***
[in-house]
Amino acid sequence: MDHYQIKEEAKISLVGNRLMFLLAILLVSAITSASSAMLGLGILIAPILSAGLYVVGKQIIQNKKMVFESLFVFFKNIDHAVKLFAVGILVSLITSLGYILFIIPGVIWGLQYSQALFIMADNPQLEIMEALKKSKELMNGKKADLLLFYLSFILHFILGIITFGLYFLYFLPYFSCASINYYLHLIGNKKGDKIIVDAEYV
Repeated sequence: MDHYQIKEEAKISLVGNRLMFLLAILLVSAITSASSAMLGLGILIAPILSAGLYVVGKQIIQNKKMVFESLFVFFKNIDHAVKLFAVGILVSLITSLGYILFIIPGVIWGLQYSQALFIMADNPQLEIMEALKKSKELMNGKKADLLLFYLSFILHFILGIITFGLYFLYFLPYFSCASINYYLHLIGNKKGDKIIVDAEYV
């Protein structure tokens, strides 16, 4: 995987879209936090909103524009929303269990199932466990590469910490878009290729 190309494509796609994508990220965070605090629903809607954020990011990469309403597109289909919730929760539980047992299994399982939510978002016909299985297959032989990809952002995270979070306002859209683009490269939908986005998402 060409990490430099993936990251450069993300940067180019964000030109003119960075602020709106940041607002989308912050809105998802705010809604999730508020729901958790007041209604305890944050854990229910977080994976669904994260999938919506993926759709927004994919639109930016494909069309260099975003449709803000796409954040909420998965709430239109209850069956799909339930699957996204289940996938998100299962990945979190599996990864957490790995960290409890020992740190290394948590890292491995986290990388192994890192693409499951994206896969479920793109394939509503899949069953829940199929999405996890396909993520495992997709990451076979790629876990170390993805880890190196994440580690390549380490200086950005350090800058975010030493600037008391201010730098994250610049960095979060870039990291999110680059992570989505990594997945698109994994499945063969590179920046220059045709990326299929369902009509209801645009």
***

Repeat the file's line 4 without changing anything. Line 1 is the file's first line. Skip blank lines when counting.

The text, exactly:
């Protein structure tokens, strides 16, 4: 995987879209936090909103524009929303269990199932466990590469910490878009290729 190309494509796609994508990220965070605090629903809607954020990011990469309403597109289909919730929760539980047992299994399982939510978002016909299985297959032989990809952002995270979070306002859209683009490269939908986005998402 060409990490430099993936990251450069993300940067180019964000030109003119960075602020709106940041607002989308912050809105998802705010809604999730508020729901958790007041209604305890944050854990229910977080994976669904994260999938919506993926759709927004994919639109930016494909069309260099975003449709803000796409954040909420998965709430239109209850069956799909339930699957996204289940996938998100299962990945979190599996990864957490790995960290409890020992740190290394948590890292491995986290990388192994890192693409499951994206896969479920793109394939509503899949069953829940199929999405996890396909993520495992997709990451076979790629876990170390993805880890190196994440580690390549380490200086950005350090800058975010030493600037008391201010730098994250610049960095979060870039990291999110680059992570989505990594997945698109994994499945063969590179920046220059045709990326299929369902009509209801645009």